Jorn tilts the hood on his head back, leaving tired eyes to study the bird and then, the woman again. There's something familiar about him, certainly- though how often Mairi has gotten to town in the last few years will have some bearing on that. In the years to come, she will see him again, in Dornie and otherwise- Jorn always returns to where he knows he will be fed. Always.

"I am not malignant, my lady." It at least sounds like it could be a promise. The tall man puts his palm to the top of his ribcage. "I cannot take it. I have had sense threatened into me. By something with teeth."

…The pitchfork, or Mairi?

"Good," Mairi says, the grip on the pitchfork loosening. "It is good to hear that. You were spooking my animals. They should be fine now, but it might be wise not to startle them like that again." She tilts her head to the side a little to study Jorn, much like Stalwart did not too long ago.

"I'm surprised you are able to go around like that and not cause more alarm. It's one thing on a farm, it's another in more populated areas…"

"I am a man of modest means." He begins, rather plainly. "Though one of more- intensive- status." The man obviously hesitates to trumpet his own horn, but there is a glint in his eye that springs up at its mention. His hand stays at his front, though his palm lowers from on his ribcage, to his waist. "My name is Jorn Wartooth, and I work personally for Ser Edgar Ross." Even if Mairi has not spent time away studying people, she will know the Rosses if just by name and notoriety.

"In the years after my arrival, I was most alarming." Jorn lets her, in his mind, make some connection that it has gotten less so in the time since. Even if just so, where the citizens of Dornie proper are concerned.

"Mairi Fairbairn is my name," the widow offers, a small nod given in his direction. "It is an honor to meet you." Considering he's mentioned the Rosses, she's standing up a little straighter. He might not be a member of the family proper, but someone with connections always has a little bit of sway. Impressions are important.

"I think that it would be moreso, if I were not attempting to be a sneak-thief." Jorn's lips crease in the smallest of polite smiles. He notes her straightening spine, and when he attempts to do the same, it seems a weary thing for a man of about fourty. "I will be certain to warn others away from yon mighty fork, Mairi Fairbairn." That was a jest- his accent, however accustomed it may be to Dornie, does not handle such mannerisms well.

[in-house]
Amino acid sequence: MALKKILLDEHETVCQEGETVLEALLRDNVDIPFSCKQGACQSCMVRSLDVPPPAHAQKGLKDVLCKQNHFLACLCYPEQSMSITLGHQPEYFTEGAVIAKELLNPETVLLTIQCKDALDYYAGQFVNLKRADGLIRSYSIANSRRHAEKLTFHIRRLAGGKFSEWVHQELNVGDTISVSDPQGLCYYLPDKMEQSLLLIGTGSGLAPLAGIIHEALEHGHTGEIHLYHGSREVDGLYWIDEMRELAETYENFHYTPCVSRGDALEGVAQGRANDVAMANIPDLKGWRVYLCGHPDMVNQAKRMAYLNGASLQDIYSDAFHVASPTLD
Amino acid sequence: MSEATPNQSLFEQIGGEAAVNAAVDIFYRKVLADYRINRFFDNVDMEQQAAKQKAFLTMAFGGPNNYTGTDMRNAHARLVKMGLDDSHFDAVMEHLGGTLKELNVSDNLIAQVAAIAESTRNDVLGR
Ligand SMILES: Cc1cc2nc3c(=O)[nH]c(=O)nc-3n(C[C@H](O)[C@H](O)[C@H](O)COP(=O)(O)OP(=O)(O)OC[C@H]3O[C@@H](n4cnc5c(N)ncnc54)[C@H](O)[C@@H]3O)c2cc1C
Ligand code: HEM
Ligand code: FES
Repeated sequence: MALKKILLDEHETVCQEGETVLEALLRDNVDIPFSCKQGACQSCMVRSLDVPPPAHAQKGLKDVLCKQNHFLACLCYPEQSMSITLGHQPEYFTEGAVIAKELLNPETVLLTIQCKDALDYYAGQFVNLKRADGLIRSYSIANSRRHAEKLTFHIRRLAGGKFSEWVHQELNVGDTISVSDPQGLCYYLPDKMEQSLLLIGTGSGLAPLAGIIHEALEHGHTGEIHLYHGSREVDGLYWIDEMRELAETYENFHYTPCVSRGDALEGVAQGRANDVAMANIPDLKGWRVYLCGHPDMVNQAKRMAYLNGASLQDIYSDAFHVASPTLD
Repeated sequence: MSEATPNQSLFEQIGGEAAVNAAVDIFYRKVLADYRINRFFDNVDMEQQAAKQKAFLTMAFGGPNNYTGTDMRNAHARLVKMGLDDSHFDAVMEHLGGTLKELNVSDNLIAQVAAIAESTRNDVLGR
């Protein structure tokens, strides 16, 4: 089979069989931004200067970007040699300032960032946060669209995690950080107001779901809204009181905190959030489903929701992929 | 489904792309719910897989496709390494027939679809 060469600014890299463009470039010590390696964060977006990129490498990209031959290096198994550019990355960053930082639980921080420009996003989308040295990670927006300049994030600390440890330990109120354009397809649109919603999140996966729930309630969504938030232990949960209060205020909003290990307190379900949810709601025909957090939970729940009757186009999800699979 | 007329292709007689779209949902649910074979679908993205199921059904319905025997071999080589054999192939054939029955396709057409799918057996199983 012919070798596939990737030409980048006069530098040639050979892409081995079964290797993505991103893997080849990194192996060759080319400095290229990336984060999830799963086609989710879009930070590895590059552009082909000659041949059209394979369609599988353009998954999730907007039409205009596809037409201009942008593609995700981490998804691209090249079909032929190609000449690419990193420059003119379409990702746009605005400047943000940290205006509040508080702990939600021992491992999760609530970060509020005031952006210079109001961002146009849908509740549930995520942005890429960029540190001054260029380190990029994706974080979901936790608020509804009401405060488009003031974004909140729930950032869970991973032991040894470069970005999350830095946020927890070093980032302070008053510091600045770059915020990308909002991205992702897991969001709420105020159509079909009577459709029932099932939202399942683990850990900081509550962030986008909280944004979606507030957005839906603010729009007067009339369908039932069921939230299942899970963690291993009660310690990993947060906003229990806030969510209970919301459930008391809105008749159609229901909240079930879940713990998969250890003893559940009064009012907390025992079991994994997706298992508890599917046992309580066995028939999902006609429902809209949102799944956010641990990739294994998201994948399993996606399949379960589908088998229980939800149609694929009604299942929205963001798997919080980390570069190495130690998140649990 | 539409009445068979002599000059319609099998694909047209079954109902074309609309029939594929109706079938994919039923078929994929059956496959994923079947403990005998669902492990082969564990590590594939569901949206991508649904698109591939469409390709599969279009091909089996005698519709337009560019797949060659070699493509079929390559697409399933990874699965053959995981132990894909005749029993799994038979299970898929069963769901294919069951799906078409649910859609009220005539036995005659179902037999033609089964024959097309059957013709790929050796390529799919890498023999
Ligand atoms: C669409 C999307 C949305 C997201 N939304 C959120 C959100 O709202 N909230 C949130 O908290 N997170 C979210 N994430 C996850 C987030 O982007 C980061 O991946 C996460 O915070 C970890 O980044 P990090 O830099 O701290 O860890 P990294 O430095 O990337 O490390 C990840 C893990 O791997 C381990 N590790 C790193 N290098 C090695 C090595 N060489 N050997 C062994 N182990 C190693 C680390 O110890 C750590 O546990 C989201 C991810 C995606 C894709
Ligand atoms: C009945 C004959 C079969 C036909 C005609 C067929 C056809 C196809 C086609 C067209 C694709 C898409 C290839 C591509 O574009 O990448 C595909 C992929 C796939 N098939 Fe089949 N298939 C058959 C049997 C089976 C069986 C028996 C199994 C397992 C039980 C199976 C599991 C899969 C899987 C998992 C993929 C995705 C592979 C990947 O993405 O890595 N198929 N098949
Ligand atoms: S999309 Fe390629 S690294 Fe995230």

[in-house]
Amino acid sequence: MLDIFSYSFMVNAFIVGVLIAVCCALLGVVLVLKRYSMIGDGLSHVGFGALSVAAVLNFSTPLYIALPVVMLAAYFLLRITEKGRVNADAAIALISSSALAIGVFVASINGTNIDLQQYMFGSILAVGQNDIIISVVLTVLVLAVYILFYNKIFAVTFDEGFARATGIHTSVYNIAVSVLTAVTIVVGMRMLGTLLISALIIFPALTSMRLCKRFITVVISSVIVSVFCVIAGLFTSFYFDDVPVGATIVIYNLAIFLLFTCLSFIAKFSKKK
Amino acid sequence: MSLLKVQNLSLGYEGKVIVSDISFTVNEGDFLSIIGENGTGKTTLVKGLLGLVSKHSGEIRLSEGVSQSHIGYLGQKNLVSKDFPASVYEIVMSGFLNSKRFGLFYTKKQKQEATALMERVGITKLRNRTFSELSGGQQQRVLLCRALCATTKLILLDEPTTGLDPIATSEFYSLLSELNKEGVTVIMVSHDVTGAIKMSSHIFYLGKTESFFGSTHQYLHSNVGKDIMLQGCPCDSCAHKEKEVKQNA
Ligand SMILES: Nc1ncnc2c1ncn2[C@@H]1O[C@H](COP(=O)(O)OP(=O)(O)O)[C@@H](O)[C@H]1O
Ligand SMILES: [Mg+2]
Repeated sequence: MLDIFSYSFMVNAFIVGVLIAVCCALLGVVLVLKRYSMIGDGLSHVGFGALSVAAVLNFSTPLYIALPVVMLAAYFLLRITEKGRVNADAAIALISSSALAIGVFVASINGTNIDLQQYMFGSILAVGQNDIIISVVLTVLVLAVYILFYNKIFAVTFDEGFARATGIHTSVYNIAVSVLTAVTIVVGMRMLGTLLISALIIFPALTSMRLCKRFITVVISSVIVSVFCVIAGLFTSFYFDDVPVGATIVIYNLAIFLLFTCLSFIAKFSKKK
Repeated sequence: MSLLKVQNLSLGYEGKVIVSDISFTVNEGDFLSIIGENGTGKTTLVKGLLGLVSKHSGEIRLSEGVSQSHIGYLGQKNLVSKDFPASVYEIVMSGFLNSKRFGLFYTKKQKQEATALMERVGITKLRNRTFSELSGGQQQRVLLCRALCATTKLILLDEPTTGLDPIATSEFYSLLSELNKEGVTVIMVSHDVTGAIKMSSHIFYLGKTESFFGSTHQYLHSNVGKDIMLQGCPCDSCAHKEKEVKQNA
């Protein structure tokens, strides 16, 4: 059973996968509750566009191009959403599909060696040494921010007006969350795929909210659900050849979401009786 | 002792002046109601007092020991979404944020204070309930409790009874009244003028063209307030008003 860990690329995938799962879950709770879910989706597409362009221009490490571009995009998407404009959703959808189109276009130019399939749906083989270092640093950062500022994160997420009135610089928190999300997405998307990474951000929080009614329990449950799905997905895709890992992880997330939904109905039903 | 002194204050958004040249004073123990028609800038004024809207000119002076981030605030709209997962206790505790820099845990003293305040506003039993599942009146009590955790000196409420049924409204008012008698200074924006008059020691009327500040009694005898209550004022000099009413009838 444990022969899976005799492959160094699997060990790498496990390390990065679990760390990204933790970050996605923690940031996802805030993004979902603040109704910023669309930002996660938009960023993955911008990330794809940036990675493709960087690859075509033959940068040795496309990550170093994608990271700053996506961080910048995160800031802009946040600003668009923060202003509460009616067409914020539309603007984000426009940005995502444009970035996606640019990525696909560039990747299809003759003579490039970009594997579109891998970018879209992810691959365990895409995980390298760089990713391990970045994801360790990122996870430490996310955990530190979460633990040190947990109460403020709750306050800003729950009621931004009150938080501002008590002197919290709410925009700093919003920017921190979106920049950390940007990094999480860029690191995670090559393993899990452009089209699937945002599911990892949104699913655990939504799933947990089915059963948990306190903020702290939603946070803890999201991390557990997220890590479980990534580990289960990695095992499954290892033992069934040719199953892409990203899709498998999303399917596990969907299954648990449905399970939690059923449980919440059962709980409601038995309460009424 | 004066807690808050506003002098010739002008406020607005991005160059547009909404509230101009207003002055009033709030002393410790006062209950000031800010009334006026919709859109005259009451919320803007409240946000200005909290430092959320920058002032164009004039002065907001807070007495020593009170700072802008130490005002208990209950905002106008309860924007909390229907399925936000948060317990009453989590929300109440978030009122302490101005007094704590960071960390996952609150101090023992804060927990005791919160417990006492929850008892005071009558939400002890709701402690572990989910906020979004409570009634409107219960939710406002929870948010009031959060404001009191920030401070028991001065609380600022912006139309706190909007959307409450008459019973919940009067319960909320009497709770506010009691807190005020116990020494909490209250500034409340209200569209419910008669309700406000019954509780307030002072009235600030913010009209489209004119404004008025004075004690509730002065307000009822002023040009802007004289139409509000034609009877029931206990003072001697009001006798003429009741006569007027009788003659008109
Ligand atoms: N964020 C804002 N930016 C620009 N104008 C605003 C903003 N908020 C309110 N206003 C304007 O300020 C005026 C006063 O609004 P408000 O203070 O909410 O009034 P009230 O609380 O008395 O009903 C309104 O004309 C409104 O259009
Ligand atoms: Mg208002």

"Perhaps it would be best if I left you to your …devices."

Mairi stares at Jorn. After a moment, she laughs. It's a deep, honest, rumbling laugh and she leans against the pitchfork lightly as she regards Jorn. "Even if you were trying to be a thief, I think you are a good man, Jorn. You have good eyes."

After a moment, she nods towards the pie. "I need to see to my hands, but the pie is yours. Think of it as a gift of friendship and a promise that you won't come sneaking after my chickens next time, aye?"

"Tell that to my enemies." And those blue eyes wrinkle slightly at the edges, a gesture for her and the kestrel alone. "A gift of mutual good will, I am not ashamed to receive." Unlike her telling him to take it and go, when it has a meaning behind it, Jorn seems to be putting far more stock to it. He puts his left hand under the pie to pick it up, looking over to make sure that she was not yanking his chain.

"It is a promise, ja." Jorn is sorely tempted to taste it right there, but goodness knows that as a man he possesses a great deal more manners. "Farvel, sjelevenn." He cants his head in goodbye to the kestrel, then again to the redheaded woman. "Farvel, Mairi. May Freyja lay favour on your land." She already put it on this pie, apparently.

The pie remains a gift, it seems, as Mairi nor the kestrel on the roof take any opportunity to stop Jorn from taking it. Stalwart hops across the roof to peer down from Jorn at another angle, then cants his head in response. It seems he's giving his farewells. The widow offers a smile.

"Blessings to you too. Stay safe."